Electron micrograph of an Ebola viral particle
It's been a bad couple of days for this 'Intelligent (sic) Designer' creationist loons keep telling us made everything and did everything they don't understand.
In this fantasy world, this assumed designer did everything, but we have to ignore the bad stuff. We have to ignore childhood cancer, the fact that illness and misfortune strike the pious and the impious alike, that there are random large-scale slaughters from natural disasters.
We have to ignore the fact that supposed design with intent and for a purpose produced genetic diseases, worms that make children blind by eating their eyeball from the inside; that the viral, bacterial, protozoan, helminth and arthropod parasites that make us sick, disabled or dead were also designed by the same assumed designer, and we have to ignore the fact that this designer appears to be on the side of these harmful parasites when it redesigns them to overcome the antibiotics, insecticides and anti-heminitics we've made to defend ourselves against them.
We have to ignore all this stuff because creationists like to imagine they have a close personal relationship with the creator of the Universe and it made it all just for them because it loves them.
We have to ignore this, otherwise creationists don't feel important enough.
So, it must be galling for creationists when science does what it's done on two consecutive days now.
Yesterday, medical scientists with the WHO announced that they are close to eradicating polio in Africa, reducing this once common and dreaded child-killer worldwide to a few pockets in the remote areas of Pakistan and Afghanistan.
And today, the results of a small-scale trial of a vaccine against another of this Intelligent Designer's nasty little designs, ebola, published in The Lancet, show the vaccine was astonishingly successful and holds out real hope that this virulent disease, with the potential to devastate the human population on a scale not known since the Intelligent designer's last substantial success in the Middle Ages with the Black Death, can be defeated.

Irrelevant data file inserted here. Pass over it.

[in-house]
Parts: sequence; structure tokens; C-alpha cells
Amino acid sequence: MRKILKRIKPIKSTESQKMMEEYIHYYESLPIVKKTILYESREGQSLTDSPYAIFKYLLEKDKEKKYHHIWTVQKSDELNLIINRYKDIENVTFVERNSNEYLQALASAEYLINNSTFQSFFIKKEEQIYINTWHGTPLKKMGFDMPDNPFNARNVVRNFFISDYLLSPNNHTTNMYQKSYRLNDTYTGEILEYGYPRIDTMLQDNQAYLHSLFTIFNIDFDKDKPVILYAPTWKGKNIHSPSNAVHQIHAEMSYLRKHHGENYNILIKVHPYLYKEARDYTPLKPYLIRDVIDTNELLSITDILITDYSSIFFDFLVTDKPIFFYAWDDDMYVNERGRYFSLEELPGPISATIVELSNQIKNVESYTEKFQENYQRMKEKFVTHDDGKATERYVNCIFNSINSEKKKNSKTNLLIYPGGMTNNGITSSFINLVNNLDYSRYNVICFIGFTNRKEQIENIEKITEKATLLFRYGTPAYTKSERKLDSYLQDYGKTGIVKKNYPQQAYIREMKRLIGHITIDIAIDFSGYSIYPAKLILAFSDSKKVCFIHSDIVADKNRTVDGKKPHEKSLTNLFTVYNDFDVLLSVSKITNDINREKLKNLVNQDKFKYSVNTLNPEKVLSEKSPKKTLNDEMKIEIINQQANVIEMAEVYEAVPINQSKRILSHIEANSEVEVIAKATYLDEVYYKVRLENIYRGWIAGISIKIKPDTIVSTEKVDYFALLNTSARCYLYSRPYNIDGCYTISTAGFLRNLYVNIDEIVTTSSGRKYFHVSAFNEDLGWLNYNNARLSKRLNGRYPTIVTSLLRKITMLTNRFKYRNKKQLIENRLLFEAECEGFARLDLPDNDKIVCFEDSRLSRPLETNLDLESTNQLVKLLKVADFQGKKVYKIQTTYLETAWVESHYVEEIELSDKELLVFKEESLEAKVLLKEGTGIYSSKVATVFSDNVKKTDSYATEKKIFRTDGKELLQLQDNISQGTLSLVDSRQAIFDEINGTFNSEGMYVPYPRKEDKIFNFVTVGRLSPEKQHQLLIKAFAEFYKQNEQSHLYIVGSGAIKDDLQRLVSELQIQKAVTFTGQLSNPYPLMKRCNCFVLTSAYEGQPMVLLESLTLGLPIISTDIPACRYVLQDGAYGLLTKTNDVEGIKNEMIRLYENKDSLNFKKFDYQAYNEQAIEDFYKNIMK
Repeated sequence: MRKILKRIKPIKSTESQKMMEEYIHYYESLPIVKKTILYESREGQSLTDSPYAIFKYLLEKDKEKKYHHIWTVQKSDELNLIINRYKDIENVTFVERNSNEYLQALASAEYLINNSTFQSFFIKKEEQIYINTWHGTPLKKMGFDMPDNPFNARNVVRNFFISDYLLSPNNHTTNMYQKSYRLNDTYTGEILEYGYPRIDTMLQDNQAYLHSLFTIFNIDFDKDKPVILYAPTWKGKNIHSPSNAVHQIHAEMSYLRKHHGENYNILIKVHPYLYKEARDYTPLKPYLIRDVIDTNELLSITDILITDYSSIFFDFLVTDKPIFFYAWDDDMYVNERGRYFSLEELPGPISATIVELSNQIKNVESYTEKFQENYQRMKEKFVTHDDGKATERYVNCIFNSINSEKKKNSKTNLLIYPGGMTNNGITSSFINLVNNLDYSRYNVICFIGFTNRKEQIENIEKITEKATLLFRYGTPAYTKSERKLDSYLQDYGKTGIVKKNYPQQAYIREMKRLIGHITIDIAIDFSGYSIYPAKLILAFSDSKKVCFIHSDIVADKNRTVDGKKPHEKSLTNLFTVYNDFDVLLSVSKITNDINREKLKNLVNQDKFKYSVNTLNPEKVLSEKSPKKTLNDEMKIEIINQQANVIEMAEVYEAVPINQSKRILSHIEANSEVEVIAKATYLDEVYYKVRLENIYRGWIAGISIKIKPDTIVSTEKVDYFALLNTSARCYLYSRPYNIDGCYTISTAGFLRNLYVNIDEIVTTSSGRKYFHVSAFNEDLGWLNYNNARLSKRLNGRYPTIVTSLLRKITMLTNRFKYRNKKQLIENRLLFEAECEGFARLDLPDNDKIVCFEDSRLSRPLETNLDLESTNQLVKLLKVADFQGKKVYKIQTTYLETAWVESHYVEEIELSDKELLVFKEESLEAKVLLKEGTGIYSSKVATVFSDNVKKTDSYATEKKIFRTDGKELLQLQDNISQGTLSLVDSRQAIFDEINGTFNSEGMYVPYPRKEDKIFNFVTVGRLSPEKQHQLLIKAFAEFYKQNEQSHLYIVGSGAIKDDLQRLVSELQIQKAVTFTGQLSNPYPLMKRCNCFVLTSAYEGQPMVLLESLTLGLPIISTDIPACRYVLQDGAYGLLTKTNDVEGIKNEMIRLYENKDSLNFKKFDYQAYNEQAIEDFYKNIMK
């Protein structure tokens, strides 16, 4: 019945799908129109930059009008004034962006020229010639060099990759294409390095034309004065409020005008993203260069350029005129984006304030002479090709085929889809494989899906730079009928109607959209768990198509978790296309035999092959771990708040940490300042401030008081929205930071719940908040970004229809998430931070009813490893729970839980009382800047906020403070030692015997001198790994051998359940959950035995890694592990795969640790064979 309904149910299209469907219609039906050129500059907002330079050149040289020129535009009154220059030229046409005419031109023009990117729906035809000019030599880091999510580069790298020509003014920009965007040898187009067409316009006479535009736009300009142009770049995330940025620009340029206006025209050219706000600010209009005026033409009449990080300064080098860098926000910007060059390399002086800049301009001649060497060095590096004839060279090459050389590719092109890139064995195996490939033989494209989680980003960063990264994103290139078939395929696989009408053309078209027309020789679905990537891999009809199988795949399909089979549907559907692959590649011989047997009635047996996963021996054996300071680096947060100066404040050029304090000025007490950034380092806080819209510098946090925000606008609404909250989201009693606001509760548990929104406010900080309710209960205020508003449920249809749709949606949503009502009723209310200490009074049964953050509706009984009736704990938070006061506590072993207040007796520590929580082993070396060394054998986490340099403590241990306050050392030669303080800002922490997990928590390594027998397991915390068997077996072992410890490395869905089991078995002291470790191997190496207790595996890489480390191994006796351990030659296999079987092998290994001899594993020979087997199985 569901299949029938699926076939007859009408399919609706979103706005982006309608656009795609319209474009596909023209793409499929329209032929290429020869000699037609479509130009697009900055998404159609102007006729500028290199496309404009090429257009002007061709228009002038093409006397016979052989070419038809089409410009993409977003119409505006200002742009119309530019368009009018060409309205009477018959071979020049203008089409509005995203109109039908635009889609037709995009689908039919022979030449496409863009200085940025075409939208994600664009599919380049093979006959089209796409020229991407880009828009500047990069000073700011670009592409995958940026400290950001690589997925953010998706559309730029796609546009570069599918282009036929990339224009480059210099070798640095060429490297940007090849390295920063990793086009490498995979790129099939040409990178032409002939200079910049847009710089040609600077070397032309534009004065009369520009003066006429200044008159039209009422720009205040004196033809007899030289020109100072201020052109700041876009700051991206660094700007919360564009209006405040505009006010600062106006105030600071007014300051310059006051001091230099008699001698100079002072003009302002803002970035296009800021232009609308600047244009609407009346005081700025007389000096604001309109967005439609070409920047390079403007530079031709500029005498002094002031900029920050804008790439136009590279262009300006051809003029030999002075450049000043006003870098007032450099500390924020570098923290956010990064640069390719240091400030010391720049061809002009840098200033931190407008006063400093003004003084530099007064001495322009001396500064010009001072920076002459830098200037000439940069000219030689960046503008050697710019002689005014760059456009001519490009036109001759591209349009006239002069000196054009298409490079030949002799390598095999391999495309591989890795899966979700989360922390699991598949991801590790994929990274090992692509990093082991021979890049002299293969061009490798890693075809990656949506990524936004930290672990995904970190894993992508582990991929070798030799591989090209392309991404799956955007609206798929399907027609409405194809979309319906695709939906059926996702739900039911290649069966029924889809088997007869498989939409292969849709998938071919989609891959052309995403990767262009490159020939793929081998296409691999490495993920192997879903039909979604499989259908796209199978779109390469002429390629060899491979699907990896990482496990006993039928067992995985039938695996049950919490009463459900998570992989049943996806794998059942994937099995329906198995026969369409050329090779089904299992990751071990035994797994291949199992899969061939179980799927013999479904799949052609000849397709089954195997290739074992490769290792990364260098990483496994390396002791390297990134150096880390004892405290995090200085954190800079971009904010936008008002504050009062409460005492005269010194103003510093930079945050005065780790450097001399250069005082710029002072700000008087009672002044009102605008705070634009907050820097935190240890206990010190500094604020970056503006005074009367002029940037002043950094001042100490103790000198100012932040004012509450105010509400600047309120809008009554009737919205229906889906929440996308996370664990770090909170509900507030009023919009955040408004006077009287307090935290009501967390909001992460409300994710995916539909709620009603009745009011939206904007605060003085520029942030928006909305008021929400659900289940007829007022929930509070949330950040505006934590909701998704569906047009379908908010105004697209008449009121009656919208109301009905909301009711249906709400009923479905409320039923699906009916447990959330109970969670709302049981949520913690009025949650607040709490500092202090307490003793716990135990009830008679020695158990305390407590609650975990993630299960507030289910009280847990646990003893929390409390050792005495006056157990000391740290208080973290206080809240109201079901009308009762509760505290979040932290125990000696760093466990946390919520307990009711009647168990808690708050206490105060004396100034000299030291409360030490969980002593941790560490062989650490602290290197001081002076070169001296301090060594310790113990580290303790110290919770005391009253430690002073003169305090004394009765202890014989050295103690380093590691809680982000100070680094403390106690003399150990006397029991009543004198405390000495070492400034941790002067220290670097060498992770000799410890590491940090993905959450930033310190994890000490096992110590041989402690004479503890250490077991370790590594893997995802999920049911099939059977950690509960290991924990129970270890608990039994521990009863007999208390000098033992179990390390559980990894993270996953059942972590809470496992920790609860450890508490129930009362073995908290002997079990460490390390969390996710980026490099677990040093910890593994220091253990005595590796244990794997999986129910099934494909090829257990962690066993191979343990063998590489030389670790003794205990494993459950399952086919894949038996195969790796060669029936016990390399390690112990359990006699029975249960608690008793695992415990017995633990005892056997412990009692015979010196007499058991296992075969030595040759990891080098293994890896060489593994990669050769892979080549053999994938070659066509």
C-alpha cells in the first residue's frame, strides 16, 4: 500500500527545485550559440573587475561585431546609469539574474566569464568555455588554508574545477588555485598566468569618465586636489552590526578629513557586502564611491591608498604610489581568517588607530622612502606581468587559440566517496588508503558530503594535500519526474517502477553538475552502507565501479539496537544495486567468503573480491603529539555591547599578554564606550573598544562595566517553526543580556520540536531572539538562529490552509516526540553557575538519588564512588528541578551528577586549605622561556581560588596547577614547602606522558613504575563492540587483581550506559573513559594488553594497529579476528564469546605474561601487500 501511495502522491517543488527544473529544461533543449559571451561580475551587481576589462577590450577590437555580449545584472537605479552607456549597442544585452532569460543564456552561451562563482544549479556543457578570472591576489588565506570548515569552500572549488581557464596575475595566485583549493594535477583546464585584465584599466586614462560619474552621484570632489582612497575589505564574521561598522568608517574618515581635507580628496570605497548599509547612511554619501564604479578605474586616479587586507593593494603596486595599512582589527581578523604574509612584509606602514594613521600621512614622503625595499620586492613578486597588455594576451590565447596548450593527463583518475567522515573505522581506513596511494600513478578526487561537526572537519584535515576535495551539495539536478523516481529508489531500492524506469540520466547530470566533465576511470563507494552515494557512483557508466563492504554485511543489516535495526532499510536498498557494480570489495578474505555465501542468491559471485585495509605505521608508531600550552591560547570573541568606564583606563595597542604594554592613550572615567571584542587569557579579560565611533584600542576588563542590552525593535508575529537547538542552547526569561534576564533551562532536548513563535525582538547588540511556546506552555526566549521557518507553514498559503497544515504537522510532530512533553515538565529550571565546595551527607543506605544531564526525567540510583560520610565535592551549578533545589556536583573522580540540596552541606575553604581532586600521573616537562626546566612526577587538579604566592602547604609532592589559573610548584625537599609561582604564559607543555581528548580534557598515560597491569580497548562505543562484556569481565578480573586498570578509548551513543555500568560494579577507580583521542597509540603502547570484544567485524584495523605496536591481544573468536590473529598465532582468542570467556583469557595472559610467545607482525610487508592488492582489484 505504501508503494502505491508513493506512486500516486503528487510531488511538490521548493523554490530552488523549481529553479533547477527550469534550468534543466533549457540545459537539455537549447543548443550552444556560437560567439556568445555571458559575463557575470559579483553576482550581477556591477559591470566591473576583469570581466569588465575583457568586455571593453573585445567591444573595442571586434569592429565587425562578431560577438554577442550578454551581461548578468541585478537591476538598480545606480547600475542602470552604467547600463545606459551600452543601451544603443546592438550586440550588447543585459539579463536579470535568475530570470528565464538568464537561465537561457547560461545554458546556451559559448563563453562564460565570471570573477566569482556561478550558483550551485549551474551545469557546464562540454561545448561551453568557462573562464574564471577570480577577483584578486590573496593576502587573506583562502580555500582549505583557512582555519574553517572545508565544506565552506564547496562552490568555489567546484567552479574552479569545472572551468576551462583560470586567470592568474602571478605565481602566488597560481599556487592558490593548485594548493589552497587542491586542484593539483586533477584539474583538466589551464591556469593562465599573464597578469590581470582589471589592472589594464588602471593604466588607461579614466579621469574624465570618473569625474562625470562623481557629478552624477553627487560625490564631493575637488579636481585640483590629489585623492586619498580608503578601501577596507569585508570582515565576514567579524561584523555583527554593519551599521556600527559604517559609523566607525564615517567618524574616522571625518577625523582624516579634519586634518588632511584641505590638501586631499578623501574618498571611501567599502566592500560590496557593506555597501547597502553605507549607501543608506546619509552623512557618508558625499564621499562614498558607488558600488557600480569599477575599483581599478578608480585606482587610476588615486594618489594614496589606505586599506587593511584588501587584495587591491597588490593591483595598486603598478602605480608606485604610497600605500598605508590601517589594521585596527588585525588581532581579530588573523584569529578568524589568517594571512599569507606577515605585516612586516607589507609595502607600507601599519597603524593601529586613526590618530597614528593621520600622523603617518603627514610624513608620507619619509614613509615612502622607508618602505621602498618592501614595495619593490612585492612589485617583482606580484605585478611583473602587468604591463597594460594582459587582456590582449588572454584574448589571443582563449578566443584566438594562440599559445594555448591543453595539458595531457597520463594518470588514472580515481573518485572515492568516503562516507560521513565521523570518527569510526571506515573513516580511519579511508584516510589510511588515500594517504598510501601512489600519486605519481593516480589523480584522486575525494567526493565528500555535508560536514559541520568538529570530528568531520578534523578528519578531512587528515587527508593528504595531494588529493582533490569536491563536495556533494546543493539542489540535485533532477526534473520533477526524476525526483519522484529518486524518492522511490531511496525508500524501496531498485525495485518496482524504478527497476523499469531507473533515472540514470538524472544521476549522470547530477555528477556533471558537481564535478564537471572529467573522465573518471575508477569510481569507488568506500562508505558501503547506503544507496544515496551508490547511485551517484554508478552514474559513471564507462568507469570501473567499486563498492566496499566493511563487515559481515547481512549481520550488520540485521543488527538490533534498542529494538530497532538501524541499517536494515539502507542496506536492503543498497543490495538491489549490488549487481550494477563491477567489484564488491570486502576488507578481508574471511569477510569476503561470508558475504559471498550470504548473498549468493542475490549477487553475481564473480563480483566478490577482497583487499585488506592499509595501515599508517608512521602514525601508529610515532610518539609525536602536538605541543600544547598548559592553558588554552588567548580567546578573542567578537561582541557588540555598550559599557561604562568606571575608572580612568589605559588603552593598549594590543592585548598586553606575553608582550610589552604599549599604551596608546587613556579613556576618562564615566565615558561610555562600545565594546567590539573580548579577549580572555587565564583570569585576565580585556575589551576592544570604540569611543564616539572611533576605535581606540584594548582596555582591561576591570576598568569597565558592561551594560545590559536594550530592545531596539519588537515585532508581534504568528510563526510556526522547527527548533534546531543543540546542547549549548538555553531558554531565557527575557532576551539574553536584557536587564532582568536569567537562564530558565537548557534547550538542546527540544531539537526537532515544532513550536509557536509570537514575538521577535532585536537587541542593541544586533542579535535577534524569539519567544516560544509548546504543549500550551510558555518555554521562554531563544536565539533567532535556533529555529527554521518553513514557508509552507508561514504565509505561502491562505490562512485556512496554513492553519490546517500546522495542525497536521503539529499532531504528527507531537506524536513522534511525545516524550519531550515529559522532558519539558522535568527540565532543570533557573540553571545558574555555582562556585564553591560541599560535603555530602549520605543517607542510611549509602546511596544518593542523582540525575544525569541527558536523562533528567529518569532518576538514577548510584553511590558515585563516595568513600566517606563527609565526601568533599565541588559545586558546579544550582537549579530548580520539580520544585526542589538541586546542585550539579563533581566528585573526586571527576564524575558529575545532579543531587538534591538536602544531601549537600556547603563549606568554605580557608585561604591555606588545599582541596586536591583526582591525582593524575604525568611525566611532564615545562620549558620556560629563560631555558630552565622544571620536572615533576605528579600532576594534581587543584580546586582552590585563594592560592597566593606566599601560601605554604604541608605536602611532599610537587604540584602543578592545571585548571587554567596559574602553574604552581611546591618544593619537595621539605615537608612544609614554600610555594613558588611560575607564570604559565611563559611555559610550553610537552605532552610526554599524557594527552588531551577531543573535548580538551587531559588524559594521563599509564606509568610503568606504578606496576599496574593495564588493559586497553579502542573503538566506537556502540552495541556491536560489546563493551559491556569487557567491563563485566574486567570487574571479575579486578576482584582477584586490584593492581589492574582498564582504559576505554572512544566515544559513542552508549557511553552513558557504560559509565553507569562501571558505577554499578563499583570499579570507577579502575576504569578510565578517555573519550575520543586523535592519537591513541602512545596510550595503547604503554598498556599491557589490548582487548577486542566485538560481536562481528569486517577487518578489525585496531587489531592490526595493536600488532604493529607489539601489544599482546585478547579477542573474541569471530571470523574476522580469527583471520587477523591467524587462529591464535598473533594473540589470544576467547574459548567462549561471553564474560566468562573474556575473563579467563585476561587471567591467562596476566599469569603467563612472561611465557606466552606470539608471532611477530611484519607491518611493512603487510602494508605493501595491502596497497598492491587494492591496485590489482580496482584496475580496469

Ebola, which has recently infected nearly 28,000 people in West Africa, killing over 11,000 of them including health workers, and which looked at one time like getting out of control, has been reduced by good medical care and rigorous preventative measures to just 7 cases last week, now looks distinctly beatable, just as smallpox was.
The vaccine was prepared by splicing a piece of the ebola virus RNA onto a harmless virus. This doesn't harm the recipient but causes their body to produce antibodies that recognise ebolavirus, making them able to combat infection. As well as having an effective vaccine, the strategy was the 'ring' strategy that was effective against smallpox. This involves vaccinating all the contacts of the patient so creating a biological 'buffer zone', rather like a fire break, between them and the rest of the population. This was extended to contacts of contacts to widen the buffer zone and add a margin of safety.
The trial was necessarily a small-scale one because the preventive measures have been so successful that there are too few cases now to mount a bigger study, so the results have to be treated with some caution. However, if, and when, ebola stages another comeback, we now have an effective vaccine and a tried and tested containment strategy. Also, unlike poliovirus which only infects humans, ebolavirus can infect other species which can act as a natural reservoir, so even if we can completely contain an outbreak we may not be able to eradicate it completely.
And of course, with this natural reservoir to work with, creationism's Malevolent Designer (i.e. evolution by natural selection) can always 'design' a resistant strain.
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